Political Correctness is another naughty list morality. It has lists of PC-approved people, and disapproved naughty people. Approved people include gays, lesbians, blacks, and women. Disapproved people include whites, men, smokers, drinkers, and fat people. They even have long lists of PC-approved words and disapproved naughty words. The Politically Correct are just as holier-than-thou as any Christian or Muslim fundamentalist, perhaps more so. Social Justice Warriors set out to impose the PC naughty list morality on everybody else.

Naughty list morality is the morality of moral simpletons. It does not have any underlying rationality. And what passes for moral debate really boils down to comparing lists, and trying to produce one list – a new Credo – from many over-lapping lists. And what comes out of that isn’t really any morality at all.

What they all need to be asked is: “Why is one thing better than another?” And if they can’t answer that simple question, then all of their moral imperatives should be dispensed with out of hand, and all their naughty lists torn up and burned.

About Frank Davis

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36 Responses to Naughty List Morality

  1. RdM says:

    Pretty furious after listening to this, Ellen Read’s paternalistic ignorance…
    (easy to find, ellen read nz)
    On twitter too, also Fairfax Business Editor… plump, telling us naughty…

    An after all pretty lightweight ‘magazine’ programme, but a lot of people listen to it…

    I didn’t even realise it was “World No Smoking Day”, or whatever and couldn’t have cared less…
    I’m composing a few links on the benefits of tobacco to send to her…

    These are a good start, perhaps, but perhaps some further links, maybe others have others?
    (I’m sure I’ve overlooked or forgotten some!)

    Should send some on the lack of harm from secondhand smoke too, tctatics and more…

    But I’ve already busted the 3-link limit (or is it 2?) here, I think! ;=}) Sorry!!

    Thanks, Frank!

      • RdM says:

        Hey thanks, nisakiman! (love to know the derivation of that name some time!)
        Smoking, but not nicotine, reduces risk for rare tumor, study suggests

        Hmm, interesting, indeed, but a bit rare and a narrow focus to perhaps be persuasive in a general argument.
        But thanks!

        This one’s a bit equivocal, I think:

        Among many other paragraphs,

        “Please keep in mind; even if we accept that there are some benefits to smoking cigarettes, smoking in general is still detrimental to your health. It will undoubtedly increase your risk for various cancers and heart diseases. Some of the scientific studies noted above that link health benefits with smoking are flawed and are likely a result of a correlation finding rather than causation.”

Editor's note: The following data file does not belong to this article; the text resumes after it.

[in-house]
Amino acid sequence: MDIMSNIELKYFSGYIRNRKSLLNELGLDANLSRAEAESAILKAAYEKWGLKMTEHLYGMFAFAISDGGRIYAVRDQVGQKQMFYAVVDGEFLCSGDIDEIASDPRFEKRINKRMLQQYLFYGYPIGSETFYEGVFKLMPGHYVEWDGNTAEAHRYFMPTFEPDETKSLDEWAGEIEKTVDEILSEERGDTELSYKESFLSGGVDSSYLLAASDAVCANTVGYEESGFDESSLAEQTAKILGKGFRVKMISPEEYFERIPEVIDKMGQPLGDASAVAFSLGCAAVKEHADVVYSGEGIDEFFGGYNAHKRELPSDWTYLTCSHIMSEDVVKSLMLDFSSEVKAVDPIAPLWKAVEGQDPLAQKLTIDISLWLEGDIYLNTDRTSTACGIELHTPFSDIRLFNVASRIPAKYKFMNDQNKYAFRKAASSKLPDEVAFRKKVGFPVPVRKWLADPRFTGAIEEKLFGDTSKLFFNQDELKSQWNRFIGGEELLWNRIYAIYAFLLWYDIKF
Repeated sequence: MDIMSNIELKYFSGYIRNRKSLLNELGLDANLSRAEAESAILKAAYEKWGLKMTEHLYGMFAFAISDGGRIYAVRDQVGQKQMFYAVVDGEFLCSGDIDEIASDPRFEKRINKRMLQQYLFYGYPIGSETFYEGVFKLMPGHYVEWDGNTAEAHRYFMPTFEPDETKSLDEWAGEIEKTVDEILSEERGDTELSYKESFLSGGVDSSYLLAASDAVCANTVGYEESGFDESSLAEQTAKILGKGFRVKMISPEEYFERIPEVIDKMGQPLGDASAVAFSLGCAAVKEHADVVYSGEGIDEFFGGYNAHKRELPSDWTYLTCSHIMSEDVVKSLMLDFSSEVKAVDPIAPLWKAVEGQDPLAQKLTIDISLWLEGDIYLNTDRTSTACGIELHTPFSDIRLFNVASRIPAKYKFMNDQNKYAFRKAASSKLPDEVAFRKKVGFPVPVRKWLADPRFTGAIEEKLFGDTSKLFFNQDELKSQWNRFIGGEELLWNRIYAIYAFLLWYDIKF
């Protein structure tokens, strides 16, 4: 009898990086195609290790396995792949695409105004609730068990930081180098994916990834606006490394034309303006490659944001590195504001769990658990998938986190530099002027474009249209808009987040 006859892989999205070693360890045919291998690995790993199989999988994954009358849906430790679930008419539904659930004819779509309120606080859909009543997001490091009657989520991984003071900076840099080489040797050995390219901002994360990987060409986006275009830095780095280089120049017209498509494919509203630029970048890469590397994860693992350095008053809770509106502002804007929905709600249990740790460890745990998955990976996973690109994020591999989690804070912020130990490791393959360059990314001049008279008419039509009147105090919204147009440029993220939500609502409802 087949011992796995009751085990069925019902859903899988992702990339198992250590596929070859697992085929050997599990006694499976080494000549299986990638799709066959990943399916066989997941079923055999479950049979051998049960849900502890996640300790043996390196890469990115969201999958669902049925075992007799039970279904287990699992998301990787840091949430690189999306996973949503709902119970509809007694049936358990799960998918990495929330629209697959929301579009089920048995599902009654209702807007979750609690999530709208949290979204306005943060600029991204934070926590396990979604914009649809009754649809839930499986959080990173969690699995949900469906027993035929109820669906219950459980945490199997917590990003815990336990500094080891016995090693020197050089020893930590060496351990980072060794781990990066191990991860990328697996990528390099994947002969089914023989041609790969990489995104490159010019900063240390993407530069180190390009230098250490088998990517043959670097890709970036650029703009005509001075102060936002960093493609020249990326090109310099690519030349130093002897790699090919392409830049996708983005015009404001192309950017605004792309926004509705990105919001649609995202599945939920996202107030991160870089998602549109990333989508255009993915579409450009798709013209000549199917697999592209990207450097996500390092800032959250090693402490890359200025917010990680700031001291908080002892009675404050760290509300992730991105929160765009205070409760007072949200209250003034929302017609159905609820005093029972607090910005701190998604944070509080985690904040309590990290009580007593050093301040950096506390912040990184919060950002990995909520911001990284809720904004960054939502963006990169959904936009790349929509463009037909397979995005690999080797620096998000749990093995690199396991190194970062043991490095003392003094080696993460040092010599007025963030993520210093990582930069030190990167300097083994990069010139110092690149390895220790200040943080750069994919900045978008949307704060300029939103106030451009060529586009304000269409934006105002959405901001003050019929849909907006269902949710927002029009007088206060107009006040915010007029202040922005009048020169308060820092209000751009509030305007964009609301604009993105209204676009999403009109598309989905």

Nah, can’t use that! (we like to cherry-pick too! ;-)

        But thanks so much for the swift reply!

        • nisakiman says:

          Sorry, I didn’t actually check them very carefully – I just pulled a few at random from my bookmarks list. I’ve got dozens of them. If you want to send me your email to my username at hotmail dot com, then when I have a few spare minutes, I’ll sift a few more pertinent ones out and send them to you.

          My username comes from when I had a bar in a village called Nisaki on the island of Corfu. I was casting around for a name for a hotmail address that was easy to remember, wasn’t gobbledygook and didn’t have a string of forgettable numbers after it. After going through loads of possibles, all of which were already taken, I had a sudden brainfart, and tried ‘nisakiman’. Bingo! That was about fifteen years ago, and I’ve used the same username ever since. I’ve got something of a monopoly on it now, as it’s registered all over the place. I even own nisakiman dot com.

        • RdM says:

          Corfu, Nisaki, Greece … looks pretty nice!
          All the talk of escaping to somewhere else, recently…
          Most countries seem to have quite strict immigration selection policies now…

          You’ve done well to establish yourself!

          Best wishes;- email sent!

      • beobrigitte says:

        Tobacco sure increases work capability. I used to rattle out the emergency provisions, went for a ciggie to make a plan for the next 6 hours. Including outlandish and expensive deliveries.

        Working off the protocol meant I’d gain time to be ahead.
        The sharpest plans I got from my ciggie at the start.
        The next ciggie was 6 hrs the one to say “Thank god, I’m grateful my plan was spot on”.

        At very critical situation it’s good to get your head clear and make a plan. A ciggie at the start is priceless. Worked for me 100%. As it did for the people affected.

        • Barry Homan says:

          I agree, and can relate my own experiences. I have a stage act, and at the start I could never get just the right “curve” in the first 20 seconds of the act’s opening. I had to achieve just the right dramatic flair, just the right touch – the audience always judges you in those first 20 seconds of your act. I worked for days, the result was always the same: it was just flat, it was nothing. I kept sitting down and lighting up, repeating the same thought to myself over and over: it’s not working, it’s not working! I kept sitting there smoking, until…it finally did work.